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01101001
2008-Feb-12, 10:40 PM
HubbleSite.org News: Astronomers Find One of the Youngest and Brightest Galaxies (http://hubblesite.org/newscenter/archive/releases/2008/08/full/)


NASA's Hubble and Spitzer space telescopes, with a boost from a natural "zoom lens," have uncovered what may be one of the youngest and brightest galaxies ever seen in the middle of the cosmic "dark ages," just 700 million years after the beginning of our universe.
[...]
"We certainly were surprised to find such a bright young galaxy 12.8 billion years in the past," said astronomer Garth Illingworth of the University of California, Santa Cruz, and a member of the research team. "This is the most detailed look to date at an object so far back in time."

Caltech Spitzer news release: Astronomers Eye Ultra-Young, Bright Galaxy in Early Universe (http://www.spitzer.caltech.edu/Media/releases/ssc2008-04/release.shtml)

ESA: Spacetelescope.org: Hubble finds strong contender for galaxy distance record (http://www.spacetelescope.org/news/html/heic0805.html)

Noclevername
2008-Feb-13, 01:25 AM
TooSeeked. (http://www.bautforum.com/universe-today-story-comments/70269-hubble-finds-one-earliest-brightest-galaxies-universe.html) Also, awesome.

Ken G
2008-Feb-15, 05:44 PM
That's clearly an important discovery (I wonder if they have metallicity measurements). I note in passing this rather curious paragraph from the first link:

Current theory holds that the dark ages began about 400,000 years after the Big Bang, as matter in the expanding universe cooled and formed clouds of cold hydrogen. These cold clouds pervaded the universe like a thick fog.
I can't help but wonder why they think that the dark ages "began" when hydrogen became neutral, and their choice of the word "fog" certainly makes it sound like it got dark because it was all shrouded in some thick dark fog like a foggy night. Of course that overlooks the fact that the universe was pervaded by a brightness approaching that of the Sun but from all directions during that epoch, and the formation of neutral hydrogen did not affect that "darkness" in any way, it only unfogged our view of that era. Sheesh. But probably the astronomers communicating to the non-astronomers were partly to blame for the erroneous terminology, a warning against choosing flowery but imprecise language (the media tends to run with it).

antoniseb
2008-Feb-15, 05:49 PM
I wonder if they have metallicity measurements ...

How many photons would we need to have collected to have enough of a spectrum to have statistically significant metallicity measurements? I bet we don't have 1% of the required photons from this object yet.

On the other hand, I would expect that the brightest parts of the galaxy are also the places with the most metal.

Ken G
2008-Feb-15, 06:01 PM
It certainly makes for an interesting target for an experiment that could collect enough light to make spectra of metals. But you're right-- there is an unfortunate tendency for metals to show up pretty quickly, it's hard to really catch a "pristine" stellar population. Depending on when the first stars really started forming, that galaxy might actually "still" contain some of the first stars to ever form in our universe-- I think we'll be hearing more about it.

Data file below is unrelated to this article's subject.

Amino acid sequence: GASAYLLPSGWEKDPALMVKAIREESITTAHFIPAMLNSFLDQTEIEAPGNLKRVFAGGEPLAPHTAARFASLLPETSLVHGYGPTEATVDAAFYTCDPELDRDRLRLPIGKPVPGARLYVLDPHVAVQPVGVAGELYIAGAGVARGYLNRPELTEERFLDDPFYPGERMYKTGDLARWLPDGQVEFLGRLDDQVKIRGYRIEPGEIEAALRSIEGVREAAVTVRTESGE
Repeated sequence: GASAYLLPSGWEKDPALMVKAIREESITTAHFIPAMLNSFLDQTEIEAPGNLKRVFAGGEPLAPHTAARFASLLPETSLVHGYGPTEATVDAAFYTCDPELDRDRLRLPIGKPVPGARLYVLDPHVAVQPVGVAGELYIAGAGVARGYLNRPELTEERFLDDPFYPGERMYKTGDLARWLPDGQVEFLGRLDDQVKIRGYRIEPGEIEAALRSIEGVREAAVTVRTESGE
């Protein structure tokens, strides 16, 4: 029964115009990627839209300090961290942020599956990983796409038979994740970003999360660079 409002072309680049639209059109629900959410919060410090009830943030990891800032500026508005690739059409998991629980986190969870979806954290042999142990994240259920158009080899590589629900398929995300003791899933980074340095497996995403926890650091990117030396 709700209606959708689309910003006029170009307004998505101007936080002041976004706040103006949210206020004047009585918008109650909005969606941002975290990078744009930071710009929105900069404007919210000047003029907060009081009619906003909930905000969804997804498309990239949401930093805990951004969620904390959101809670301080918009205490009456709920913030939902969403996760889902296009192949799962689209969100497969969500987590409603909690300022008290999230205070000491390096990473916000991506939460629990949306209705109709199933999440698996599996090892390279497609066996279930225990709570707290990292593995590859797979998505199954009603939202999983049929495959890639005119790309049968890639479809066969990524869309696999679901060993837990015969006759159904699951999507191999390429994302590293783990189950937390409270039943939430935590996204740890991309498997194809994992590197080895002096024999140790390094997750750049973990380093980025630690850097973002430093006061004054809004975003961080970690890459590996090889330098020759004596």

matt.o
2008-Feb-15, 11:47 PM
How many photons would we need to have collected to have enough of a spectrum to have statistically significant metallicity measurements? I bet we don't have 1% of the required photons from this object yet.

On the other hand, I would expect that the brightest parts of the galaxy are also the places with the most metal.

I believe they use the lyman break dropout technique to measure the distance to these galaxies. This means they only have multi-band photometry, no spectra. It says down the bottom of the link that they plan to get infrared spectroscopy to confirm the distance (redshift). Basically (from memory) they image the galaxy in multiple wavebands and the waveband in which you don't detect the galaxy gives you a rought estimate of the redshift. The light of the galaxy is not detected because of absorption due to intervening gas blueward of the lyman alpha hydrogen line, hence you get a 'dropout' at some waveband roughly corresponding to the redshifted lyman break.

A quick google brought up this for more info:
http://www.nature.com/nature/journal/v427/n6969/full/nature02125.html

Ken G
2008-Feb-16, 02:41 AM
Is that the Lyman continuum break from the host galaxy, or the start of the Lyman alpha forest from that galaxy and all the intervening ones?

matt.o
2008-Feb-16, 04:42 AM
It is a combination of both. If you are interested, there is an Annual Review article on lyman break galaxies here (http://arjournals.annualreviews.org/doi/full/10.1146/annurev.astro.40.121301.111837?cookieSet=1).

You prpbably need to buy that article, so there is a shorter article here (http://www.astro.ku.dk/~jfynbo/LBG.html).

Ken G
2008-Feb-16, 10:41 PM
Actually, that article is strictly about the Lyman continuum. It makes sense that would dominate over Lyman lines, though I can see that in low resolution you could get some contribution from the lines which is I think what you are saying.

matt.o
2008-Feb-17, 12:47 AM
Actually, that article is strictly about the Lyman continuum. It makes sense that would dominate over Lyman lines, though I can see that in low resolution you could get some contribution from the lines which is I think what you are saying.

Actually, Ken, both articles specifically mention the contribution due to added effect of absorption in intervening clouds. I probably wasn't very specific in my initial post regarding the Ly alpha forest being a secondary effect to the lyman break. In any case, there is no spectra yet to measure metallicity.

Ken G
2008-Feb-17, 03:19 AM
You're right on the metallicity issue, it's clear we're a long way from that. But the Lyman alpha forest can't matter here (you are also right that the second article does explicitly reference Lyman lines in aspect #3). The Lyman alpha forest only exists in the range between the vacuum energy of the Lyman continuum limit and where the light source redshifts that limit. If the redshift is more than a z of 1 + 1215/912 = 2.3, there is no Lyman alpha forest from a light source with a strong Lyman break.

RussT
2008-Feb-17, 09:51 AM
You're right on the metallicity issue, it's clear we're a long way from that. But the Lyman alpha forest can't matter here (you are also right that the second article does explicitly reference Lyman lines in aspect #3). The Lyman alpha forest only exists in the range between the vacuum energy of the Lyman continuum limit and where the light source redshifts that limit. If the redshift is more than a z of 1 + 1215/912 = 2.3, there is no Lyman alpha forest from a light source with a strong Lyman break.